'Birds of Summer' surprises on a night that vindicates the power of women | Culture

'Birds of Summer' surprises on a night that vindicates the power of women | Culture



For its fifth edition, the organizers of the Phoenix Awards they chose to place on the stage a gigantic scaffolding. The object, which kept the orchestra of the night between its levels, could represent the current moment of the Latin American film industry: a work under construction. The creators of the region have known how to raise their voice beyond the obstacles imposed on them, such as cuts to cultural aid, the difficulties of conquering audiences and distribution channels and, more recently, the rise of the right in some countries. Despite this, Ibero-American filmmakers have come together to celebrate the vital momentum of their stories on a night that gave a surprising triumph to Summer birds, the Colombian film directed by Cristina Gallego and Ciro Guerra.

The women have been protagonists in a gala that has claimed the thriving movement in favor of abortion in Argentina. Hundreds of green scarves with the legend "legal abortion not to die", the attendees of the ceremony in the heart of Mexico City were given a gift. The color illuminated the theater of the City after the Chilean rapper Ana Tijoux sang Antipatriarca. "I'm not going to be the one that obeys because my body belongs to me, I decide my time as I want and where I want," sang Tijoux accompanied by the Mexican Jessi Bulbo. The gesture has united a combative sector in favor of the freedoms of women at a time that prepares new legislative battles in countries in the area, such as Mexico.

Summer Birds has become the big winner of the night in a ceremony that was shaping up to consolidate the legend of Lucrecia Martel as the great figure of independent Latin American cinema. But the Argentine production, which has the support of Pedro Almodóvar, only stayed with technical awards: photography, art design, sound and editing. The most important prize of the night has gone to the hands of two filmmakers who know well the scenario of the Phoenix: the Colombians Guerra and Gallego. The creative couple picked up the prize for best feature film here three years ago The snake's embrace.

The film, a co-production with Mexico, Denmark and France, recounts the origin of drug trafficking in Colombia at the end of the 1960s. The directors focused on how the boom in demand for the marimba (marijuana) in the United States breaks down the dynamics of the Wayú village in the Guajira region, in the Colombian Caribbean. The struggle of two families for the contact to send the yerba to the north escalates the violence in an area dominated by uses and customs. Carmiñe Martínez, an actress of this ethnic group, also won the award for her performance as the matriarch of the clan. "This is a prize for powerful women, it is an acknowledgment to a matriarchal society that has very strong women in many aspects," said the director when thanking her egg.

Young actor Lorenzo Ferrero, 19, got the Phoenix for best actor for his performance in The Angel, a movie about Carlos Robledo Puch, the most famous multi-spanish of Argentina. With adolescent self-confidence, Ferrero took the stage dressed in a black suit that had a white X crossed over his chest, asked Paz Vega to hold his prize, thanked the comrades who traveled to Mexico "for the endurance." And he released a brief epithet taking advantage of what was in Mexican lands: "Fuck Trump!".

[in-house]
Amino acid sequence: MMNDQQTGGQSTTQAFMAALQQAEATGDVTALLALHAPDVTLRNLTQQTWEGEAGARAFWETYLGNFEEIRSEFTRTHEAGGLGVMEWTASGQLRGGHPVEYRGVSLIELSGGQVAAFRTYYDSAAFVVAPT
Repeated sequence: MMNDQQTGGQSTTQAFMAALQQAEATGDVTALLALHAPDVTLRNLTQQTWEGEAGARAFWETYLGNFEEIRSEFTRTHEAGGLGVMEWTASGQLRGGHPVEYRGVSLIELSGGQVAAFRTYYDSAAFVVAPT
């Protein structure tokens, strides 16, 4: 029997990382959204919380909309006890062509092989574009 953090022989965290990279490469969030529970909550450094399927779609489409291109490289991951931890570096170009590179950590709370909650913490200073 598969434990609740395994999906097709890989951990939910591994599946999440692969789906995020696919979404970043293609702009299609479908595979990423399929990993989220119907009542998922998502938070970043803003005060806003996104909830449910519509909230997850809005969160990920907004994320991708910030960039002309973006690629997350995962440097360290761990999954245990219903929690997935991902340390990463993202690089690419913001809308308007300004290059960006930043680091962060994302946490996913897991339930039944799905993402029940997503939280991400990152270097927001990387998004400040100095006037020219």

In a lustrum, the Phoenix have revealed the cinema in several countries and discovered little-explored regions. On this occasion it was the turn of Paraguay, a country in the heart of South America that only premiered three national films in 2018. One of them, The Heirs, It has been a success at festivals narrating the story of Chela and Chiquita, a lesbian couple living in the suffocating conservative climate of the well-to-do class of Asunción. Its director, Marcelo Martinessi, has won the award for best director with his debut film. In a few days, he has become one of the figures to follow after receiving a Netflix recognition for his promising career. On stage, the director dedicated the award to those artists who could not film in their country "because of authoritarianism and barbarism" during the dictatorship of Alfredo Stroessner.

Netflix and Fox share the awards of series

The Phoenix awarded the series for the second consecutive year. If in 2017 it was suspect to more than one that Netflix has swept the categories in an event in which he was a sponsor, now there was a distribution close to a decision ex aequo of the jury of Cinema 23. The paper house, the phenomenon about a blow to the money factory in Spain became a worldwide event. Now, the Latin American filmmakers have endorsed the phenomenon of this production to name the series of the year.

Here in the earth, a fiction about political corruption in Mexico, by Fox, was the only recognition for Mexico in prizes where this country tends to go empty-handed. The series obtained better acting ensemble, a category that sounds more like a consolation prize, but which connected with the locals when gathering on stage famous actors such as Gael García Bernal, Daniel Giménez Cacho, Tenoch Huerta, Sofía Sisniega and Alfonso Dosal.

Giménez Cacho took advantage of the award to say a proud chilango, because the Mexican capital has welcomed the migrant caravan of Hondurans on their way to the north. "This city, by law, is a refuge, it is obliged to treat them with dignity, it is a moment where the authority and civil society must work together.

In a region hit by violence and poverty, it was Martinessi who summed up one of the few things that do not suffer in this region of the planet. "Latin American cinema does not lack anything," he said.

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